"Morgan is the sport's most marketable American star since Mia Hamm and the linchpin of Team USA's bid to clinch a second consecutive World Cup title this summer. ... But the team's success highlights glaring inequities. Despite the popularity of the women's team, the men are positioned to make substantially more money."
6. 🏔 May 23, 2001: Snowboarder descends Everest
18 years ago today, France's Marco Siffredi became the first person to snowboard down Mount Everest via the Norton Couloir — the steep gorge on the mountain's north face.
- Details: Siffredi's initial plan was to descend down the Hornbein Couloir, but there wasn't enough snow. As a backup plan, he boarded nearly 8,000 vertical feet down the Norton Couloir on a 45-degree slope.
- Tragically, a year later Siffredi disappeared on the mountain after attempting a second descent on the Hornbein Couloir and was pronounced dead.
Go deeper: The disappearance of Marco Siffredi
7. 🏆 Championship trivia
The Texas Longhorns just captured their first men's tennis title (months after their coach was arrested in the admissions scandal), giving the school 47 championships across all men's and women's team sports.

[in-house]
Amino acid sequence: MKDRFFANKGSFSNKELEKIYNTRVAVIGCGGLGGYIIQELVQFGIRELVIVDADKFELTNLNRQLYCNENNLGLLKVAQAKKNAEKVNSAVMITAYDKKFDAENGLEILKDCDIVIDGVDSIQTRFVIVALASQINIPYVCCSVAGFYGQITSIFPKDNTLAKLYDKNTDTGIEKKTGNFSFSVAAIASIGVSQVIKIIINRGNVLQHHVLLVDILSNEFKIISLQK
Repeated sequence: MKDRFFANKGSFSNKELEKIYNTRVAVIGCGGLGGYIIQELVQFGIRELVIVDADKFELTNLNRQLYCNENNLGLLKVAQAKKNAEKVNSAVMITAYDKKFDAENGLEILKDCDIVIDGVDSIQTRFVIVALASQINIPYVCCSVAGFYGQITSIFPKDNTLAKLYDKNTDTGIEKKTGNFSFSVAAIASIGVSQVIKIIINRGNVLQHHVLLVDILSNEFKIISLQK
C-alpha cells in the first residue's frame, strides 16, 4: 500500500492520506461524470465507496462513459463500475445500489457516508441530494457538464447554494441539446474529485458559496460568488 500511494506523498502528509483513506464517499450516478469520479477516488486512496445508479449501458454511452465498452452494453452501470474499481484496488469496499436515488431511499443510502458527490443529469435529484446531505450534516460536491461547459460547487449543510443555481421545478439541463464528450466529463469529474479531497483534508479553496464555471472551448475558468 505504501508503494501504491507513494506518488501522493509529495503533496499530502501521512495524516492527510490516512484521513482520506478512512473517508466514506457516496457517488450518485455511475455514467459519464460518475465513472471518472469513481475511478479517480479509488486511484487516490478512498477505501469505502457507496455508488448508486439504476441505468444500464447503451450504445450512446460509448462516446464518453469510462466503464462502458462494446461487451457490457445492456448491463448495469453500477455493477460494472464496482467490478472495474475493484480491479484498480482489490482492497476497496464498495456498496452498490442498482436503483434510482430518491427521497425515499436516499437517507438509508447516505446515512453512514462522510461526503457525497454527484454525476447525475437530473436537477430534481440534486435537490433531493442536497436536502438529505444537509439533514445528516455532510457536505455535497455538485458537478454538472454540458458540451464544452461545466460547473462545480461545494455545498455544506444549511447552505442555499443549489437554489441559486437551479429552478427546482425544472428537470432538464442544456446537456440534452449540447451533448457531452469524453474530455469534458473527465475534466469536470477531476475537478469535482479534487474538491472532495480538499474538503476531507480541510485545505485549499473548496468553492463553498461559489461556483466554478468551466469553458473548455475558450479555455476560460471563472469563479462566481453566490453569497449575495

- Question: Only five Division I schools have won more than that. Can you name all five?
- Hint: Three are in the Pac-12, one is in the Big 12 and one is in the Big Ten.
Answer at the bottom.
8. The Ocho: 🤾♂️ Tchoukball
Tchoukball is a team sport developed in the 1970s by a Swiss biologist that combines handball with ... mini trampolines.
- How to play: At each end of the court, there is a "frame" (basically a tiny trampoline) with a D-shaped forbidden zone around it. To score a point, the ball must be thrown off the frame and bounce outside the "D" without being caught by the opposing team.
- Rules: Teams (consisting of seven players each) can score on both ends, physical contact is prohibited, players must get rid of the ball after taking three steps or holding it for three seconds and teams are limited to three passes before shooting.